by Tom Gaylord
Writing as B.B. Pelletier

BSA Meteor
BSA Meteor Mark I.

Part 1
Part 2
Part 3

A history of airguns

This report covers:

  • Applying Tune in a Tube
  • Not greasing a tractor
  • Well?
  • The test
  • Hobbys
  • RWS Superpoints
  • JSB Exact RS
  • Shut my mouth!
  • Next

Today we find out whether Tune in a Tube works on my BSA Meteor Mark I. Before we get into that, though I want to say a couple more things about the rifle. Reader RidgeRunner asked if the detent has a groove cut into it for the pivot pin. Yes, it does. And the trigger of this Mark I is significantly different than the trigger on my Mark IV Super Meteor that I showed you.

I plan to photograph both items in the report when I clean and re-tune the rifle, just so we have a good record, because this trigger is not that simple to assemble. Or perhaps it is simple, but it only goes together one way, which is not completely obvious. So I will document that in the next report.

Applying Tune in a Tube

The directions for Tune in a Tube are very simple. Pull the barreled action out of the stock and apply several thin lines of the grease on the coils of the mainspring through the cocking slot. Sound simple — right? It is simple, until you go to do it. I am so glad this test was on a Meteor, because the cocking slot on a Meteor is not that exposed. Here, let me show you.

BSA Meteor cocking slot
Here is the cocking slot of the Meteor. The mainspring is not as exposed as you might think. Not a lot of room to apply the grease. Look at the extreme left of the picture. See the small window where the spring is exposed? The spring guide isn’t blocking it there, either, so you have good access to the entire inside of the spring cylinder in that spot.

Not greasing a tractor

Okay, guys, time to grease the gun.  This is where the term “sparingly” comes into play. We aren’t greasing a tractor! The directions say to apply several thin strands of the lube both on the mainspring coils you can see and also reach the applicator tip through the coils to get to the inside of the spring and the other side of the spring tube. But look at the small space you have with the Meteor. Most of the spring that’s visible has the spring guide inside it, so there will be no reaching through the coils there.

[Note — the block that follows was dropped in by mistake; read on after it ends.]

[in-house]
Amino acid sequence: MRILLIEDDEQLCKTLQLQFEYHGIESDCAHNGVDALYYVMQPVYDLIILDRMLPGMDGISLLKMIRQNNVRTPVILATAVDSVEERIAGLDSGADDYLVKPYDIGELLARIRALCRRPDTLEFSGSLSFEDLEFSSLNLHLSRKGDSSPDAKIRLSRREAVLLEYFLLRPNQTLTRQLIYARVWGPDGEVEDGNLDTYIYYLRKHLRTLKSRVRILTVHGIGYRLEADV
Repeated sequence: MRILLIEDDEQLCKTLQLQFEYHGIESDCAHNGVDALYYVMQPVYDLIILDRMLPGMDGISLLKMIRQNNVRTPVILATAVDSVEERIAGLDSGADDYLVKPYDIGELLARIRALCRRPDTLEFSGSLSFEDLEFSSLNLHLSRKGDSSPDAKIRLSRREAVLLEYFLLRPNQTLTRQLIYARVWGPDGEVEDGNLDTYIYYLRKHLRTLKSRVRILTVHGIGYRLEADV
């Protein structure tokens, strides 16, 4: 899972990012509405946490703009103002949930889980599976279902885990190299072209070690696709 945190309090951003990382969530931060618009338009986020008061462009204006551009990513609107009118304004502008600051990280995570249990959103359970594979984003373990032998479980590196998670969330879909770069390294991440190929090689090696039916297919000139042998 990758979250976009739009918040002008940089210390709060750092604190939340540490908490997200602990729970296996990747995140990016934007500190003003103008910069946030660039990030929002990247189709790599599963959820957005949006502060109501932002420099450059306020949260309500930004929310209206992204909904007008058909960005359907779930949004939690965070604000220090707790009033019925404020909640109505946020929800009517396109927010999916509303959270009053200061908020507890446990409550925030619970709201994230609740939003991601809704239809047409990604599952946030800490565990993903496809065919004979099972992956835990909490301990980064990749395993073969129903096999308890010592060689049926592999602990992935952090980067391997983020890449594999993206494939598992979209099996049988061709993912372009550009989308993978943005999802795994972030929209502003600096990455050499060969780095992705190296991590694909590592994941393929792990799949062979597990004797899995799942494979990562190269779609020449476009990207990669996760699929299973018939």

You have to use common sense. What you are doing is putting some grease inside the spring tube. The actions of cocking and firing the gun several times will spread the grease around the spring and the inside of the tube. Just do your best to put enough grease in there. If you err, do so on the side of putting too little grease on the spring. You can always put more if you have to. It’s hard to take any away. Let me show you what I did — and given the small space you can forget the “thin strands of grease” in the instructions. I just put in what I thought was the right amount — again trying to err on the side of too little.

BSA Meteor grease 1
This is (almost) how much Tune in a Tube grease I put on the mainspring. Notice that I put some on the body of the piston, too. Since the piston slides in the spring tube, it will also distribute the grease as the gun is cocked and fired.

Remember that tiny window that was to the left in the first picture? I told you that was the one place where there is access to the opposite side of the spring and spring tube. So I squirted some grease in there, as well. I can’t show you how much because it’s deep inside the gun, but trust me that I put about the same amount of grease there that you see in the last picture. I also greased the tiny bit of spring that is visible through that window.

BSA Meteor grease 2
This small window (arrow) gives the only access to the inside of the spring tube that isn’t blocked by the spring guide. I squirted some grease deep inside this window, plus I put some on the few coils of spring that are visible.

Well?